Last year, the New England Patriots and Los Angeles Rams battled in one of the most riveting Super Bowls I can remember. No team had been able to stop Tom Brady and the Patriots’ juggernaut offense all year until the Rams did… and they still lost. The match pitted elite coaches and came down to the final minutes. It was a fascinating football game, though the abundance of punts (14 total, which was 13 more than the previous year) and deficiency in points (the Patriots won 13-3, in the lowest-scoring Super Bowl ever) gave many viewers the sense that the game was a let-down or was boring.
This year’s Super Bowl matchup between the San Francisco 49ers and Kansas City Chiefs has the potential to be every bit the chess match of Super Bowl LIII while appeasing the masses with points and big plays. Both teams have steamrolled through the playoffs and boast among the league’s best attacks on offense, whether through the air (Kansas City) or on the ground (49ers). These are the questions I am excited to see answered Sunday night.
1. Will the Chiefs put themselves in an early hole once more?
For all of the lopsided scores the Chiefs have put up in the playoffs, they haven’t come out of the gates strong. Kansas City famously surrendered three first-quarter touchdowns to the Texans in the divisional round before putting up 51 unanswered points, then stalled against Tennessee before coming alive in the second half. The same trend happened in last year’s AFC Championship game, which was an underrated reason why the Patriots were able to hold off the Chiefs at the end. With one of the NFL’s most explosive offenses, Kansas City isn’t out of the game at any point, but if Patrick Mahomes and Co. start out slow, San Francisco will have them right where they want them and be able to keep Mahomes off the field for long stretches of time.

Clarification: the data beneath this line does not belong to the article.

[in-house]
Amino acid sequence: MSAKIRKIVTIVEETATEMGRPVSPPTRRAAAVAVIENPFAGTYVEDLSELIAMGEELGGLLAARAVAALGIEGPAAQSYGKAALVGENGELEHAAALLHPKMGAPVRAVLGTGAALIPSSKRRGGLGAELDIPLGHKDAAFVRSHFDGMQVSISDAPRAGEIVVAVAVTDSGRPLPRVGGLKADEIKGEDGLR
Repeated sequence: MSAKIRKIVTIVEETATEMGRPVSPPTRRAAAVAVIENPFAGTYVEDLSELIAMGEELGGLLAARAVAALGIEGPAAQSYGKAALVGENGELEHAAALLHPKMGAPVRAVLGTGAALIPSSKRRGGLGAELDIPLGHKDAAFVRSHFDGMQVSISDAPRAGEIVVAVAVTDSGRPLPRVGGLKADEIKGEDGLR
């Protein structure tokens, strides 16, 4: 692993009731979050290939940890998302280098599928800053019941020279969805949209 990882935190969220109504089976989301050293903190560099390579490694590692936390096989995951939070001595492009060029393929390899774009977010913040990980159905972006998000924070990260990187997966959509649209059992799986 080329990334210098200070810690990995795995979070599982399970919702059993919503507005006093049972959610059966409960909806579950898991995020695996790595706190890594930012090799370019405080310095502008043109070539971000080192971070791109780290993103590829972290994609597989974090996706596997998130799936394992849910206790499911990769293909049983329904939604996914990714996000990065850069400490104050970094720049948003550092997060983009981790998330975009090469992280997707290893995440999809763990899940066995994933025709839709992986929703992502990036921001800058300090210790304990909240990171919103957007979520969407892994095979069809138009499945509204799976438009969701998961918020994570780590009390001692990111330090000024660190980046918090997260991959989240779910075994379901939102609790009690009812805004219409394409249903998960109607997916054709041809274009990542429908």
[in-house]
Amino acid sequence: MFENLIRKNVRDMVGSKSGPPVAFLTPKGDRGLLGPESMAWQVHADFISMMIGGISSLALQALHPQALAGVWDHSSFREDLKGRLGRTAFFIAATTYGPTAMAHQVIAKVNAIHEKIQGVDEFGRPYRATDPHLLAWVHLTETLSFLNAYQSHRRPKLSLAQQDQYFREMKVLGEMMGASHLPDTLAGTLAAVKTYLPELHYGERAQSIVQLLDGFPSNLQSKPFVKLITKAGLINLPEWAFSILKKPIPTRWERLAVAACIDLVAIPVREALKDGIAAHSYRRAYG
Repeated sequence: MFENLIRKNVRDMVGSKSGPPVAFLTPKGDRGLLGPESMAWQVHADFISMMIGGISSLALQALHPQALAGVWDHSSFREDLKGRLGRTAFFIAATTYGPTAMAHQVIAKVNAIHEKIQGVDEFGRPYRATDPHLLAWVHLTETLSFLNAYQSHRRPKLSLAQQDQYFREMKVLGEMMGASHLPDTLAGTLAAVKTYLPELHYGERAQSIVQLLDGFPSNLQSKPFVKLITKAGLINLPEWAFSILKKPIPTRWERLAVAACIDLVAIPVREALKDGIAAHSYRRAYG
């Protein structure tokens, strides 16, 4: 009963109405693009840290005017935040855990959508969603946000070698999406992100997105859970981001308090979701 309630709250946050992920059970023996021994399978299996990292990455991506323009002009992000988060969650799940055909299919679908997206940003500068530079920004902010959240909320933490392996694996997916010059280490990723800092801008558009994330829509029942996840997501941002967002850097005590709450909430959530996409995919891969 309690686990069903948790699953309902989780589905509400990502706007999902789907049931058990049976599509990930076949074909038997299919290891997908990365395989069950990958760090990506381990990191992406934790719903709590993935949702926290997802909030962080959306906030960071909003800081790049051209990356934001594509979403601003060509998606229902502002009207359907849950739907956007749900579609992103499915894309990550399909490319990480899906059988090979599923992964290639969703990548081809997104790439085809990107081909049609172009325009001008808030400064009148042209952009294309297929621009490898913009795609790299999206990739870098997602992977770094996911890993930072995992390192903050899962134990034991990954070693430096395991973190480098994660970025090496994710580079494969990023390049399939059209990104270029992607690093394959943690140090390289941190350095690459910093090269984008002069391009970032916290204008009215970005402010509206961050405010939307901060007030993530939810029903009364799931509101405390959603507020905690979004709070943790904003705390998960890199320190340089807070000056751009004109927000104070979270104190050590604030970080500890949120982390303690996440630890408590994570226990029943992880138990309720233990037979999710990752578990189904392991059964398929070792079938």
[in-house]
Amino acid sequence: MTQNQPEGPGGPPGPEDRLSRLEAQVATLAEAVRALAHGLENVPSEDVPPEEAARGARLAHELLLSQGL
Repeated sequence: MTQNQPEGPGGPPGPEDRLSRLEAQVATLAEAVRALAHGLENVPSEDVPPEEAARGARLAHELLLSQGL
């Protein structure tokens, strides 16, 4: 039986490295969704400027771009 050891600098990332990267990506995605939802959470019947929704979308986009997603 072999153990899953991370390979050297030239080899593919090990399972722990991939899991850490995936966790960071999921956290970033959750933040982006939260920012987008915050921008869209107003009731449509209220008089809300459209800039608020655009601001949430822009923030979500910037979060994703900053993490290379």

2. Will the Chiefs be able to stop the fearsome San Francisco rushing attack?
Two weeks ago, Kansas City accomplished what many NFL fans thought was impossible — stopping Titans rusher Derrick Henry. They’ll have their hands full with San Francisco’s loaded backfield, which features backs Raheem Mostert (220 yards, 4 touchdowns in the NFC Championship) and Tevin Coleman and utilizes fullback Kyle Juszczyk, receiver Deebo Samuel and tight end George Kittle in various capacities. The scheme is also headed by Kyle Shanahan, one of the league’s true offensive geniuses with a track record of punishing rushing attacks. If the Chiefs can stymie that backfield, the 49ers would have to prove they can beat KC with quarterback Jimmy Garoppolo’s arm. That’s a risk the Chiefs would deem worth taking, especially given the alternative.
3. Can the 49ers contain the big play offense of Kansas City?